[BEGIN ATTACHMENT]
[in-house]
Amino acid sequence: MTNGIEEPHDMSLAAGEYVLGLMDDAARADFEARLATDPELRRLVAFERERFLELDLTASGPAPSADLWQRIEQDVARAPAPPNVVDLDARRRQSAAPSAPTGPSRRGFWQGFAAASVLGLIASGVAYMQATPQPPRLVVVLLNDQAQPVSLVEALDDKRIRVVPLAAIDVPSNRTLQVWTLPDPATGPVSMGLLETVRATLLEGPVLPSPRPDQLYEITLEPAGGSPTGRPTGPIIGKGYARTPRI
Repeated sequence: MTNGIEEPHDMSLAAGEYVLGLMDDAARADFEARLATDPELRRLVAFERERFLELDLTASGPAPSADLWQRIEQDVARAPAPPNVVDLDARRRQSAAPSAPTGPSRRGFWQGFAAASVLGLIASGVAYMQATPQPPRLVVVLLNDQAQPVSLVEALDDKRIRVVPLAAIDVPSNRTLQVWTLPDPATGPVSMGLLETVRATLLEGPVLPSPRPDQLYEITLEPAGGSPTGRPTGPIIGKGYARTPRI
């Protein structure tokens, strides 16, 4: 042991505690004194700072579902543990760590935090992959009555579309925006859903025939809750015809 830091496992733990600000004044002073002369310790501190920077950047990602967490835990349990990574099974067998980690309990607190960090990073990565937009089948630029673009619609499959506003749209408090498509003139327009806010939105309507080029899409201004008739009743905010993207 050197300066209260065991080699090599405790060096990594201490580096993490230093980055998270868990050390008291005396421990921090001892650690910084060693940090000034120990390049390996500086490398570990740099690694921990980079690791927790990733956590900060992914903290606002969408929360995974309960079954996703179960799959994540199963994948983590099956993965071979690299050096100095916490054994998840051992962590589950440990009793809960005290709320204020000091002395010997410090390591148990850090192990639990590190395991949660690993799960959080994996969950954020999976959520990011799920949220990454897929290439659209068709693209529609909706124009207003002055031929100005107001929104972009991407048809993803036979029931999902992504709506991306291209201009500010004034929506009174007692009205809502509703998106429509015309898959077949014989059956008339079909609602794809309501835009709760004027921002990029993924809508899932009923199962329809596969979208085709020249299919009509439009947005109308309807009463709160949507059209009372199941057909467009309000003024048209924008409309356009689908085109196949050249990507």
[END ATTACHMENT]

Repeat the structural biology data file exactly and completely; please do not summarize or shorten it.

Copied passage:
[in-house]
Amino acid sequence: MTNGIEEPHDMSLAAGEYVLGLMDDAARADFEARLATDPELRRLVAFERERFLELDLTASGPAPSADLWQRIEQDVARAPAPPNVVDLDARRRQSAAPSAPTGPSRRGFWQGFAAASVLGLIASGVAYMQATPQPPRLVVVLLNDQAQPVSLVEALDDKRIRVVPLAAIDVPSNRTLQVWTLPDPATGPVSMGLLETVRATLLEGPVLPSPRPDQLYEITLEPAGGSPTGRPTGPIIGKGYARTPRI
Repeated sequence: MTNGIEEPHDMSLAAGEYVLGLMDDAARADFEARLATDPELRRLVAFERERFLELDLTASGPAPSADLWQRIEQDVARAPAPPNVVDLDARRRQSAAPSAPTGPSRRGFWQGFAAASVLGLIASGVAYMQATPQPPRLVVVLLNDQAQPVSLVEALDDKRIRVVPLAAIDVPSNRTLQVWTLPDPATGPVSMGLLETVRATLLEGPVLPSPRPDQLYEITLEPAGGSPTGRPTGPIIGKGYARTPRI
């Protein structure tokens, strides 16, 4: 042991505690004194700072579902543990760590935090992959009555579309925006859903025939809750015809 830091496992733990600000004044002073002369310790501190920077950047990602967490835990349990990574099974067998980690309990607190960090990073990565937009089948630029673009619609499959506003749209408090498509003139327009806010939105309507080029899409201004008739009743905010993207 050197300066209260065991080699090599405790060096990594201490580096993490230093980055998270868990050390008291005396421990921090001892650690910084060693940090000034120990390049390996500086490398570990740099690694921990980079690791927790990733956590900060992914903290606002969408929360995974309960079954996703179960799959994540199963994948983590099956993965071979690299050096100095916490054994998840051992962590589950440990009793809960005290709320204020000091002395010997410090390591148990850090192990639990590190395991949660690993799960959080994996969950954020999976959520990011799920949220990454897929290439659209068709693209529609909706124009207003002055031929100005107001929104972009991407048809993803036979029931999902992504709506991306291209201009500010004034929506009174007692009205809502509703998106429509015309898959077949014989059956008339079909609602794809309501835009709760004027921002990029993924809508899932009923199962329809596969979208085709020249299919009509439009947005109308309807009463709160949507059209009372199941057909467009309000003024048209924008409309356009689908085109196949050249990507």